In recent years, inclusive assessments have been at the forefront of the course design debate. While some universities had adopted 24-hour exams as alternative assessments for disabled students, most implemented 24- or 48-hour exams for the first time in April/ May 2020 following the unprecedented effects of the COVID-19 pandemic. This required students to take exams online, so they could progress with their studies.
This paper presents and discusses feedback gathered in three surveys designed to capture experiential feedback following use of online assessments/exams during the COVID-19 lockdown. Responses from 23 academic staff (survey 1) and 32 students (survey 2) from the University of Westminster precedes responses gathered from 21 National Association of Disability Practitioner (NADP) colleagues from different UK universities. Results are presented according to themes identified in responses, highlighting aligned discussions focusing on concerns as well as blessings/benefits associated with use of online assessments/exams. Exploration of whether 24-hour online assessments/exams can (and should) become embedded in the course design of university courses in the future follows, facilitating an informed choice of integrating inclusive assessments more routinely from hereon.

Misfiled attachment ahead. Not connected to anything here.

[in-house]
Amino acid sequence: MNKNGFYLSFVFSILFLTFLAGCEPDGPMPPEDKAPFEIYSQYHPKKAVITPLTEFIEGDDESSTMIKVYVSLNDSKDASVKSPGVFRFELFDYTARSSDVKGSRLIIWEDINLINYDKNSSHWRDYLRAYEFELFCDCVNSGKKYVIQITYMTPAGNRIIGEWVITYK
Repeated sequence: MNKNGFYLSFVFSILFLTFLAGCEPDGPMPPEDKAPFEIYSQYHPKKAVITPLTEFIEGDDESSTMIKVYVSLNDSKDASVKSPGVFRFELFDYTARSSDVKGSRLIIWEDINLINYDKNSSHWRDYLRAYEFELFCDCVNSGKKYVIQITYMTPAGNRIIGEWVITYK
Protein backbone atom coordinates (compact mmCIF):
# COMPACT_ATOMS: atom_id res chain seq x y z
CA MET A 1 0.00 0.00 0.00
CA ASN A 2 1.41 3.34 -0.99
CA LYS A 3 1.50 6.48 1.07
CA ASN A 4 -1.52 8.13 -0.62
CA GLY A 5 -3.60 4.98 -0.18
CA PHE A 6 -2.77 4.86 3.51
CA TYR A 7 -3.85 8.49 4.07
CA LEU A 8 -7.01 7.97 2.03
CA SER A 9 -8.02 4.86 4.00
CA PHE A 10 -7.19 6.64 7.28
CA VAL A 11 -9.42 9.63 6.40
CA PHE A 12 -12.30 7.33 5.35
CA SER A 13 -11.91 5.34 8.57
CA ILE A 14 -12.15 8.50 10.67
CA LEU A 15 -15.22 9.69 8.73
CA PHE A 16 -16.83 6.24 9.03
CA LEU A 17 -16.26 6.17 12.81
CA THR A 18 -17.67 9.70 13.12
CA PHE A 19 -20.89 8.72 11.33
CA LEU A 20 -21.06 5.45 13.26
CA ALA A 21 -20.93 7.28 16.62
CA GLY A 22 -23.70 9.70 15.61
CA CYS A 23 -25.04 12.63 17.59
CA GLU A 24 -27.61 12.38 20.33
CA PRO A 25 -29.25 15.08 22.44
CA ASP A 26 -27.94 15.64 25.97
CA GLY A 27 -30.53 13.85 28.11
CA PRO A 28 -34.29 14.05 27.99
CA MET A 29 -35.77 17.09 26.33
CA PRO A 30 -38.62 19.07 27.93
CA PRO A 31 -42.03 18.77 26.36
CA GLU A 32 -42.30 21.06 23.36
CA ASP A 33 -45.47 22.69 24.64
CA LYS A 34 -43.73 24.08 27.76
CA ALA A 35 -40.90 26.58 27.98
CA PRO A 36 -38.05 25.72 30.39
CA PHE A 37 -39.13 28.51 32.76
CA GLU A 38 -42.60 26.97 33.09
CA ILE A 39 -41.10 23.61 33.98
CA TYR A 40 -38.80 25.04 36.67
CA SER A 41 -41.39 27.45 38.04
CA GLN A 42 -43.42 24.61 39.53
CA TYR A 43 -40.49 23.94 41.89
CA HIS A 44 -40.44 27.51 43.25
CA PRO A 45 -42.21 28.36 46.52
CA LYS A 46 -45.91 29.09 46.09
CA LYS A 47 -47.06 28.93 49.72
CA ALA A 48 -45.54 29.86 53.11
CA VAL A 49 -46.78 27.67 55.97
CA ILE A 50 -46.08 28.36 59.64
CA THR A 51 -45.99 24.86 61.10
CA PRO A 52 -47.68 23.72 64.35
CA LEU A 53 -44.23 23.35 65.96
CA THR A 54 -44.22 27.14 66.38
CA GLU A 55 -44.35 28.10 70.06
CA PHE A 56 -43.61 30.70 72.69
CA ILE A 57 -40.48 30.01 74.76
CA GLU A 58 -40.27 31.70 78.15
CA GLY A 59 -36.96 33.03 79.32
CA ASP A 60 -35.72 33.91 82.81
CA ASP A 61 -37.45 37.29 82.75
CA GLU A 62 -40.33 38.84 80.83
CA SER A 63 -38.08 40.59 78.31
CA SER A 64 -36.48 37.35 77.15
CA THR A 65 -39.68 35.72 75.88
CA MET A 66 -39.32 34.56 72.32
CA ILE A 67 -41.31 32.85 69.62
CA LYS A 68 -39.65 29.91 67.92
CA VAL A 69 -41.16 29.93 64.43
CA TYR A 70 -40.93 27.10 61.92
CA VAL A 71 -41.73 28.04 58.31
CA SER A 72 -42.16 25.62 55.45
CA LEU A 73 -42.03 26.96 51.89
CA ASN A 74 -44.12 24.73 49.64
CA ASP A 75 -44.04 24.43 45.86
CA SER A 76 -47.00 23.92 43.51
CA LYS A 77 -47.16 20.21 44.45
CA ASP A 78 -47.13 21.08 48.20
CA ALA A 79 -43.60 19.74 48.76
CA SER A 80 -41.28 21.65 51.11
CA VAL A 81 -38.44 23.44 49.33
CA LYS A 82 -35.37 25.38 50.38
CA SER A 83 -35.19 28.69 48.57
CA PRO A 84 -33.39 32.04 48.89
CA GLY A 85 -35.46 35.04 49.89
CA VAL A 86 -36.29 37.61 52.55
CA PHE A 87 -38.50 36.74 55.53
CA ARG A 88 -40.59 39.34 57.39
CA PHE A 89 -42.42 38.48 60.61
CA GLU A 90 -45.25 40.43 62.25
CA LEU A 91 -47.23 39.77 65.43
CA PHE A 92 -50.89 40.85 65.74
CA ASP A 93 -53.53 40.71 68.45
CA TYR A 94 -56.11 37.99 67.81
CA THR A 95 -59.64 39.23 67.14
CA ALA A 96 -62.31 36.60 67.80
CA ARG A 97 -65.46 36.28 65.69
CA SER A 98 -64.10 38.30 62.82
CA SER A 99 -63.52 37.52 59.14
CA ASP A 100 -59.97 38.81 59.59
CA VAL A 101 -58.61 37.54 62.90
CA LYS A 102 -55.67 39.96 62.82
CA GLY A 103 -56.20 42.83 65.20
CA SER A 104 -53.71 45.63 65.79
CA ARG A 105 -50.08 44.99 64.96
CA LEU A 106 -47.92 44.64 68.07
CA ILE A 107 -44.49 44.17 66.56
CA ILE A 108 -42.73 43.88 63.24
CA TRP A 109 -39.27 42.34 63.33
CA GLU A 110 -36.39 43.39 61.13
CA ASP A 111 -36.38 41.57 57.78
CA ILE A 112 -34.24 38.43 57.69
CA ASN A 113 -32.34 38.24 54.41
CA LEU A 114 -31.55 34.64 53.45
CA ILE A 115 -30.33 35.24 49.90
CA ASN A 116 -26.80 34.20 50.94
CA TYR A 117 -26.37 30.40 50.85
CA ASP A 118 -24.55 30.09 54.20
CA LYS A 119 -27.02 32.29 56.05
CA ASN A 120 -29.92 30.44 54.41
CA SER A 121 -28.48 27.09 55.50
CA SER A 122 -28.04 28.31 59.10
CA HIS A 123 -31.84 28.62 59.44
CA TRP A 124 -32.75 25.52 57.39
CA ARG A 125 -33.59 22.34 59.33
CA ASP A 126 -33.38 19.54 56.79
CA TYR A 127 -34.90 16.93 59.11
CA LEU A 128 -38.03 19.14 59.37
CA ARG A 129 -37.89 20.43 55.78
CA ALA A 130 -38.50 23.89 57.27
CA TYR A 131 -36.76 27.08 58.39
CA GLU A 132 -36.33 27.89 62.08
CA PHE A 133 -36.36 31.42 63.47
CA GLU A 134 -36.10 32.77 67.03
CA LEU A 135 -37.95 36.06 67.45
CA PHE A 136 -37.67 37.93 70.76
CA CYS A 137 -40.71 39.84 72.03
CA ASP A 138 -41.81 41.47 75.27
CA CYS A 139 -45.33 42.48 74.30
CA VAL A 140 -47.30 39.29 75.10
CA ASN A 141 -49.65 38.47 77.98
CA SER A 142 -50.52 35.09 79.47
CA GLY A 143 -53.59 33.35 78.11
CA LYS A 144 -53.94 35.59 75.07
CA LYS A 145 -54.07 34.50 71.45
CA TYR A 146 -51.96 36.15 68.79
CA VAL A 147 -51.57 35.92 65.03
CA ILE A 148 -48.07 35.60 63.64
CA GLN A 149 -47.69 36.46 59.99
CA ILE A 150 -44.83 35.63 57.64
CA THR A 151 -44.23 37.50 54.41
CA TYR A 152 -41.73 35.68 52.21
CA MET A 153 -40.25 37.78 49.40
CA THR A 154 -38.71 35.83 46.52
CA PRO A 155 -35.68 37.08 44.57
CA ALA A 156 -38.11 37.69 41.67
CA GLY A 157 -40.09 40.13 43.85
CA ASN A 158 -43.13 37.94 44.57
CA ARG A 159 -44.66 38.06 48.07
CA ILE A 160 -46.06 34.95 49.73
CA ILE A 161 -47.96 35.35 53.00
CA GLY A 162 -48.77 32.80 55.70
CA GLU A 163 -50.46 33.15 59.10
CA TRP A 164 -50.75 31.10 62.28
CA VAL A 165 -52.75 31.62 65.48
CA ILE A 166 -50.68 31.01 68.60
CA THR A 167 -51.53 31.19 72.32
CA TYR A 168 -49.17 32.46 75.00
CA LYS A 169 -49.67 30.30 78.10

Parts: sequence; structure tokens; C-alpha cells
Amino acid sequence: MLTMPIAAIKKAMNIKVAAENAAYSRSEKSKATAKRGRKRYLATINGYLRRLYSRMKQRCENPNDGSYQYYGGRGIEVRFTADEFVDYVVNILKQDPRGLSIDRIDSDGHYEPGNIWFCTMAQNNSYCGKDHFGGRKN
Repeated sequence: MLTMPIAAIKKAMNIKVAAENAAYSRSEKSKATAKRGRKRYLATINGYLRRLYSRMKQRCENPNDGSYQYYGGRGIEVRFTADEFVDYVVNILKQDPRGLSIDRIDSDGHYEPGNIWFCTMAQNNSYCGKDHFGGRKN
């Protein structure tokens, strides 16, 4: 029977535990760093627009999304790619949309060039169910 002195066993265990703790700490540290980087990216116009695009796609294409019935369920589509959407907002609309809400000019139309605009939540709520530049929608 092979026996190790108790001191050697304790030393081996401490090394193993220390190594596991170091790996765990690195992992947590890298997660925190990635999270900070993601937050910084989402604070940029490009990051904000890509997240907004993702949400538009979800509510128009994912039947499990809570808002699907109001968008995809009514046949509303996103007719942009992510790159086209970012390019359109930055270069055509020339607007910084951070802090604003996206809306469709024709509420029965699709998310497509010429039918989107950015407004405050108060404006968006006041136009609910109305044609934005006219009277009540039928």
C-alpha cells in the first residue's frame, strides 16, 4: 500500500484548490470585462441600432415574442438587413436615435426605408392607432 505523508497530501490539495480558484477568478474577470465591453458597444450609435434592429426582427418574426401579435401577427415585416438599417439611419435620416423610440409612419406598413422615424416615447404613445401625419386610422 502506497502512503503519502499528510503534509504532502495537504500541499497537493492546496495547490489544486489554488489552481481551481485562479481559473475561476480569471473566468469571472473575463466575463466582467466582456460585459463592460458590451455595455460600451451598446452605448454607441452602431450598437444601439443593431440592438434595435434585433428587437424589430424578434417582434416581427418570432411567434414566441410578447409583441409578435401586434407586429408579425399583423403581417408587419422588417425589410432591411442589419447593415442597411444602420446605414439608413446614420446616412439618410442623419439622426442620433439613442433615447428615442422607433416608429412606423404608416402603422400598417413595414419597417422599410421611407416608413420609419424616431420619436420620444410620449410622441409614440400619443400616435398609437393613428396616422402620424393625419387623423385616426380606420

The unprecedented COVID-19 circumstances brought an opportunity to bring the wider utility of 24/48 online assessments/exams to the forefront of the higher education ‘inclusive assessments’ agenda. Results presented here suggest that they should be retained: embedding inclusivity within future course designs.